Black History Month: Dreams and Legacies

Principal Investigator(s): Dr Niall Munro

Contact: niall.munro@brookes.ac.uk

Project start: October 2017

Project finish: October 2017

About us

In 2017, Oxford Brookes Poetry Centre commissioned poets and photographers to produce new work inspired by interviews with students and staff of colour at Oxford Brookes University. In these interviews, conducted by Kanja Sesay (Equality, Diversity and Inclusion Adviser), the participants discussed mental health, spirituality, family, and definitions of success. The responses from these students and members of staff touch on issues that concern our wider society in Oxford and beyond.

By setting the creative responses alongside text from the interviews, we hope to inspire people to think more deeply and in different ways about the experiences. The pieces in this exhibition allow us to reflect on our role in creating environments that promote equality and inclusion.

On this website you can read and hear reflections on their work by the poets and photographers, and listen to the poets read their poems. The exhibition runs in The Lab (Abercrombie Building) at Oxford Brookes's Headington Campus from 1-21 October and then at the University Church on the High Street in Oxford from 22-31 October.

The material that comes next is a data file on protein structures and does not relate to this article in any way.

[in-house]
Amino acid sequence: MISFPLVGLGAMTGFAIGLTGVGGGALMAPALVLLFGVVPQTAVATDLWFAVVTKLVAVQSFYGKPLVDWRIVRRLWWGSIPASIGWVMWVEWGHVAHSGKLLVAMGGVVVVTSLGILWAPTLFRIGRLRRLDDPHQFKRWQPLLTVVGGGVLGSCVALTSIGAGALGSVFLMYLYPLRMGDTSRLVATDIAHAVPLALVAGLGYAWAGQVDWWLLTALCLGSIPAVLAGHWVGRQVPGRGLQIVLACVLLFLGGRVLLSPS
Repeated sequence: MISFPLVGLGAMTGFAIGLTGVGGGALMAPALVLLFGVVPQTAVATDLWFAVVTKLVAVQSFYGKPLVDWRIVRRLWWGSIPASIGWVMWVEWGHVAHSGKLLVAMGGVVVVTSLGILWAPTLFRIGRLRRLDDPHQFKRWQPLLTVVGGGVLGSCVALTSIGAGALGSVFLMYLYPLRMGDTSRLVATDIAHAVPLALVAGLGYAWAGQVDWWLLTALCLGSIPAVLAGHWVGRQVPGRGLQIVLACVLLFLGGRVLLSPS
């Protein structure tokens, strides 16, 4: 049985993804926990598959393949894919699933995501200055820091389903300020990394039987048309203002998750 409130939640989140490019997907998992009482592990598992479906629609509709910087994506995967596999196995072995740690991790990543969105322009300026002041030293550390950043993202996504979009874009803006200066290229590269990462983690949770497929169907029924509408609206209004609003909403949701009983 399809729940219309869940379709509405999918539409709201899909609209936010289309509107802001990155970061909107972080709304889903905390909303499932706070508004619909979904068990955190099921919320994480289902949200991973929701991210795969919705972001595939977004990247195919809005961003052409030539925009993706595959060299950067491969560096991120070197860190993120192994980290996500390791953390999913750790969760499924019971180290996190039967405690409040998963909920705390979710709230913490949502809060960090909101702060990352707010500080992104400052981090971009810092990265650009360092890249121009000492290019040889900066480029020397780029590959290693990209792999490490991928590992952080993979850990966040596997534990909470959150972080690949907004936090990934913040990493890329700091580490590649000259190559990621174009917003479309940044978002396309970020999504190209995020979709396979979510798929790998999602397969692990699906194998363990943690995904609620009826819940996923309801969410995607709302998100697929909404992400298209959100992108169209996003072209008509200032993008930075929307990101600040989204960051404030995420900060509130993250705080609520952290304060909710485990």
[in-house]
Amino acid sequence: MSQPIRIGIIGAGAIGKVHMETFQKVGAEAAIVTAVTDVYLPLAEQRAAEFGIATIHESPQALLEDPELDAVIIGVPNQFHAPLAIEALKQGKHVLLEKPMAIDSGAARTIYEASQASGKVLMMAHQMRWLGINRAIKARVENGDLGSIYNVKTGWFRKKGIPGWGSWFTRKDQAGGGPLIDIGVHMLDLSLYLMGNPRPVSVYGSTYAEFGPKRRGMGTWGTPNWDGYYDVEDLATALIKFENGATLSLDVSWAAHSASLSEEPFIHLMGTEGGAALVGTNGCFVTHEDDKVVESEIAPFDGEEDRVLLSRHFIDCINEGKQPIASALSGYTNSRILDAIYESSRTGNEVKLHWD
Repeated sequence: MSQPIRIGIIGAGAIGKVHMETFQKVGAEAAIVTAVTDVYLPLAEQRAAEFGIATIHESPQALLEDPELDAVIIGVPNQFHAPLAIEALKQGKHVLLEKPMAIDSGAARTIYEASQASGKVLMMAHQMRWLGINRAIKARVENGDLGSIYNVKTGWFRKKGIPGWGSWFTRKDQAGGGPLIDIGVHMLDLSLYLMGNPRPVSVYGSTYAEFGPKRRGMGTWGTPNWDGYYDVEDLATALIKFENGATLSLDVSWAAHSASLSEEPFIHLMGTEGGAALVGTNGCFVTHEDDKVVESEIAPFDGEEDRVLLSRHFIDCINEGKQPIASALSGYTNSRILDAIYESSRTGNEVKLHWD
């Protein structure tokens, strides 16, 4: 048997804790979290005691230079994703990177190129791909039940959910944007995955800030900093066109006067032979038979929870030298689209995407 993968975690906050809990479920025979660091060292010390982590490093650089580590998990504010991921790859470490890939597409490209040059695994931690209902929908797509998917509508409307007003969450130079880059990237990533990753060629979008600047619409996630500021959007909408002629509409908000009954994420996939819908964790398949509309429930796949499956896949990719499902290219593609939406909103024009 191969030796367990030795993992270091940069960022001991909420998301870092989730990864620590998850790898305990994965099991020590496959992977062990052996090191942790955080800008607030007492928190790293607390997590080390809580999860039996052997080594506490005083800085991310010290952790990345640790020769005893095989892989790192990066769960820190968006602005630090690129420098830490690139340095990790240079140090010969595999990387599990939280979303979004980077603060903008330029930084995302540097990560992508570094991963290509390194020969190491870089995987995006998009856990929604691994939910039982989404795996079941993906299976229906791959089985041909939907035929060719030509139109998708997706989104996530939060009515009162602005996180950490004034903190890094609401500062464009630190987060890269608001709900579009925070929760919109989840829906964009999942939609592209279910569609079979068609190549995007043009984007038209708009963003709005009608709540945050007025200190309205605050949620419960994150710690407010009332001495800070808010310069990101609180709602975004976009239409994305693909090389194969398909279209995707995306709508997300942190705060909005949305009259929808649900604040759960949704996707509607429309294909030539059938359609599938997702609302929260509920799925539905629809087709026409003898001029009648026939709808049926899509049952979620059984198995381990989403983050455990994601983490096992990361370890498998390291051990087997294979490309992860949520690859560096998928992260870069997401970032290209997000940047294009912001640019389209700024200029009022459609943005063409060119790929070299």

Find out more about Oxford Brookes’s Black History Month programme for October 2018 on the University’s website.

Your thoughts and feedback are most welcome. E-mail: niall.munro@brookes.ac.uk

Confessions of a Minority Student

I have forgotten how it all started, success
this tightening of my throat grows success
I cannot breathe. Suddenly success
college dorms and students’ smiles success
nauseate me. Here where I used to success
imagine a promising life, a new circle success
away from family, honest folks success
who worked and worked, and never lived. success
Choices they never made in their sagging skin success
the fine lines around their eyes. success
for those who could afford it, my dear. success
So who am I to believe in it? success
But I must prove that I too success
am good enough for this game success
Don’t be so sensitive, you say. success
But even racism in its simplest form success

is brutal, a day-to-day butchering.

success

They say make yourself at home here success
though today, just like yesterday or success
the day before, no one joins me success
at the canteen as I eat my meal. success
Who wishes to know my thoughts success
as I cube the potatoes in silence? success

It is not alright to be lonely.

success

Jennifer Wong